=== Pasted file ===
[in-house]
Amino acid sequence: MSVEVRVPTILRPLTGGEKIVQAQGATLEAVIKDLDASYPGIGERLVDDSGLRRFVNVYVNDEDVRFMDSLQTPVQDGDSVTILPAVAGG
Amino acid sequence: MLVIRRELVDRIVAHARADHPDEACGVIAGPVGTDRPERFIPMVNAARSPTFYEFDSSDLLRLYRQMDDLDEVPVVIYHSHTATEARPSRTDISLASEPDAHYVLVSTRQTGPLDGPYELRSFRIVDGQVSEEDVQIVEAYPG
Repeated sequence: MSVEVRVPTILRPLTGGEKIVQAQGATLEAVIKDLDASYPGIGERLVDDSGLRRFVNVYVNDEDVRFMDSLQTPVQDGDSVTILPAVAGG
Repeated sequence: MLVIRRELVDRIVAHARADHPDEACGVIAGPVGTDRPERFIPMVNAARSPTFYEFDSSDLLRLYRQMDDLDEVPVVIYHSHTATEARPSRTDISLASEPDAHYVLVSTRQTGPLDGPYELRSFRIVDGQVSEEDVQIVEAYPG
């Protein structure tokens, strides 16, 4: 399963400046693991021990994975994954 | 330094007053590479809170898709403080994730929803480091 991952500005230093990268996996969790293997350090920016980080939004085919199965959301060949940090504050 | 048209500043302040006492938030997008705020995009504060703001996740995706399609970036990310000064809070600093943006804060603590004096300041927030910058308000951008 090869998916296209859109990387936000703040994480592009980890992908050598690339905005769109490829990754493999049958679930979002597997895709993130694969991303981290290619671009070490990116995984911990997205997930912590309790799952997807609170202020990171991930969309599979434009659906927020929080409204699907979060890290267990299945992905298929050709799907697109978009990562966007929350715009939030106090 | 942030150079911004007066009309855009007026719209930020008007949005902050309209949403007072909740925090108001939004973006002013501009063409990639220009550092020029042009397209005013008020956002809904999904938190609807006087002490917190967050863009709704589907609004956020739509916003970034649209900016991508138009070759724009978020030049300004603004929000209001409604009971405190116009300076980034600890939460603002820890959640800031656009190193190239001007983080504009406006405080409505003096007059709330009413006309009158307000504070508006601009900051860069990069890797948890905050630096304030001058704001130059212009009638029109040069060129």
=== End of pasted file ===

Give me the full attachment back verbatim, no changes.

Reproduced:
[in-house]
Amino acid sequence: MSVEVRVPTILRPLTGGEKIVQAQGATLEAVIKDLDASYPGIGERLVDDSGLRRFVNVYVNDEDVRFMDSLQTPVQDGDSVTILPAVAGG
Amino acid sequence: MLVIRRELVDRIVAHARADHPDEACGVIAGPVGTDRPERFIPMVNAARSPTFYEFDSSDLLRLYRQMDDLDEVPVVIYHSHTATEARPSRTDISLASEPDAHYVLVSTRQTGPLDGPYELRSFRIVDGQVSEEDVQIVEAYPG
Repeated sequence: MSVEVRVPTILRPLTGGEKIVQAQGATLEAVIKDLDASYPGIGERLVDDSGLRRFVNVYVNDEDVRFMDSLQTPVQDGDSVTILPAVAGG
Repeated sequence: MLVIRRELVDRIVAHARADHPDEACGVIAGPVGTDRPERFIPMVNAARSPTFYEFDSSDLLRLYRQMDDLDEVPVVIYHSHTATEARPSRTDISLASEPDAHYVLVSTRQTGPLDGPYELRSFRIVDGQVSEEDVQIVEAYPG
């Protein structure tokens, strides 16, 4: 399963400046693991021990994975994954 | 330094007053590479809170898709403080994730929803480091 991952500005230093990268996996969790293997350090920016980080939004085919199965959301060949940090504050 | 048209500043302040006492938030997008705020995009504060703001996740995706399609970036990310000064809070600093943006804060603590004096300041927030910058308000951008 090869998916296209859109990387936000703040994480592009980890992908050598690339905005769109490829990754493999049958679930979002597997895709993130694969991303981290290619671009070490990116995984911990997205997930912590309790799952997807609170202020990171991930969309599979434009659906927020929080409204699907979060890290267990299945992905298929050709799907697109978009990562966007929350715009939030106090 | 942030150079911004007066009309855009007026719209930020008007949005902050309209949403007072909740925090108001939004973006002013501009063409990639220009550092020029042009397209005013008020956002809904999904938190609807006087002490917190967050863009709704589907609004956020739509916003970034649209900016991508138009070759724009978020030049300004603004929000209001409604009971405190116009300076980034600890939460603002820890959640800031656009190193190239001007983080504009406006405080409505003096007059709330009413006309009158307000504070508006601009900051860069990069890797948890905050630096304030001058704001130059212009009638029109040069060129």